You were talking about the TSPC earlier, and the CPA, and your members, and I'm just wondering how far the problem potentially goes, and whether or not it goes there at all, of some voluntary organisations having a public affairs person employed; some people employ a lobbyist company. Is there an inequality there—if you've got the money, then you get the influence? 

I don't think I would draw the line quite as starkly as that. I think there's a couple of ways that—. Yes, I suppose, inevitably, an organisation that has an in-built public affairs capacity, in-house or external, is going to have the time and the resource to dedicate towards improving its—. Or I suppose to— 

I'm just thinking of some of possibly your smaller members that don't have that capacity at all. Is there an inequality then between their ability to influence?  

I suppose inevitably it's going to be about the amount of time they're able to dedicate towards it. I think the voluntary sector is quite good at developing either coalitions, whether they're informal, or networks and they're a bit more formal, that are of organisations with a particular interest, or from a particular geographical area. So, I have mentioned the TSPC earlier, and a number of those networks will have members that include smaller organisations, who will, in some ways, be relying on that network to make the case for the activities they work on on their behalf. So, the sector has tried to mitigate some of that by providing some of that infrastructure in place for organisations who aren't able to do so. I would add, though, that I think, as I think Vikki mentioned earlier, some of the most effective lobbying comes from communities or people with lived experience of the policy area Government is working on, and in many cases it’s the smaller organisations who are in a better position to provide that, often in partnership, or potentially in partnership, with a national organisation. So, there's a different—. Smaller organisations will have, I suppose, a different way of making their case that can be as effective. I suppose, just to reinforce it, we do try to do that in partnership where it’s possible to do so.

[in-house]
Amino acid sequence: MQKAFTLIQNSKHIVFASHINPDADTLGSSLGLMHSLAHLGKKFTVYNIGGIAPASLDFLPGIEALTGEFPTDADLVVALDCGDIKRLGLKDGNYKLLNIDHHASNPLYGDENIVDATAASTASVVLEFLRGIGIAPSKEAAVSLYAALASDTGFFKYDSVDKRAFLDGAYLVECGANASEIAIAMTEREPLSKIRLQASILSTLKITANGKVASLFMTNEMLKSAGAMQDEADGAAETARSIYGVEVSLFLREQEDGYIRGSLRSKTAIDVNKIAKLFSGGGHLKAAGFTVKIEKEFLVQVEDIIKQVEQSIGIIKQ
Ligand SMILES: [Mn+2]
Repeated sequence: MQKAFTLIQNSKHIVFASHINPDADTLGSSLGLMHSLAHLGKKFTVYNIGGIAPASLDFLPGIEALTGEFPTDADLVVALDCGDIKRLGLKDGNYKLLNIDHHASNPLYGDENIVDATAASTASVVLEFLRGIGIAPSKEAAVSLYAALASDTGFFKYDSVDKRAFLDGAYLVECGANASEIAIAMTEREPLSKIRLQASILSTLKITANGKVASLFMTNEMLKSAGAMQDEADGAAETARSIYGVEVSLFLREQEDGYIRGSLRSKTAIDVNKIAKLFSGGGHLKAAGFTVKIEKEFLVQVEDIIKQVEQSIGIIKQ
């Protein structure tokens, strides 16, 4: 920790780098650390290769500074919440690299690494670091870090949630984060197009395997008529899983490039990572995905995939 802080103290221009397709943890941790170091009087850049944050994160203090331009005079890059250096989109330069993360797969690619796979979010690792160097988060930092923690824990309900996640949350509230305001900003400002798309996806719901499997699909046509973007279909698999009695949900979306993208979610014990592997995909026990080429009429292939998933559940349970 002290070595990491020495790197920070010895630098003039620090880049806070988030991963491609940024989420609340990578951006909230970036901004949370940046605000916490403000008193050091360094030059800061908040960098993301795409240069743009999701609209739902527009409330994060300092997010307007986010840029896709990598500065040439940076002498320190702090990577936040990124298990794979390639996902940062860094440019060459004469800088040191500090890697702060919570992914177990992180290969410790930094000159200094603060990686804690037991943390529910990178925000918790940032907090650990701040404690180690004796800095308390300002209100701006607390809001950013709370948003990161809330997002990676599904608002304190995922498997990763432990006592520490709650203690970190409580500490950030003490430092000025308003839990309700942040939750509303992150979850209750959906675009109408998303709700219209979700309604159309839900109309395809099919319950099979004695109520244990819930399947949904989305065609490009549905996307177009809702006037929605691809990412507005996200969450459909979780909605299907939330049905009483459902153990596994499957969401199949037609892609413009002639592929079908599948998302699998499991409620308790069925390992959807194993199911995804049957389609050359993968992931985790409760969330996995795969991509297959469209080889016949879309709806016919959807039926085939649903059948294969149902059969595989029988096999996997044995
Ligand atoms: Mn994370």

So, do you think that—? You talked there about the different types of lobbying and different types of organisations. So, do different forms of lobbying pose different levels of threat to the democratic institutions that they're trying to lobby?

I think organisations are going to make the case they want to make using a mix of the resources they have available to them. I don’t think any one is better or worse and I don’t think any of them are inherently threatening. I think it’s difficult for me to say one is better or worse; I think that’s a subjective viewpoint and it depends on what the outcome, the public policy outcome, an organisation’s looking to influence, or the way they feel they’re best placed to make their case.

And do you think—perhaps finally from me, really—that Wales is, because of the nature of our society, the nature of our Parliament compared to Westminster in particular, that a potentially self-regulated industry in Wales, as the lobbying industry seems to be—? Does that—? Is that functioning well because of its size and because we know everybody, effectively? So, is that one of its virtues in a way, that, because of the size of us, there’s not a problem? Or do you think there are any problems within the system?

I think it definitely has an advantage. I suppose, on the issue of self-regulation, which I agree is how the sector largely is regulated at the moment, there are a number of organisations that wouldn’t consider themselves to be in that space at all and therefore wouldn’t need to—. Particularly smaller organisations or community space ones that would never be covered by self-regulation from a body or an organisation for a type of activity they didn’t consider themselves to be doing—. I think there are definitely some significant advantages to the size of Wales and the ability to form those relationships. It helps us to create those partnerships I was talking about earlier; it makes it much easier for us to do work that reflects the country as a whole, which I would imagine is much more challenging in, for example, England, given the population size and also the wide range of geographical areas within it. I suppose the challenge we have always had is that, as is the case everywhere, many people have many different roles, some in organisations, some in coalitions related to that; some will also be a trustee of an unrelated charity in their personal activities and so on. Maintaining transparency around that is something that organisations I think would always need to be aware of.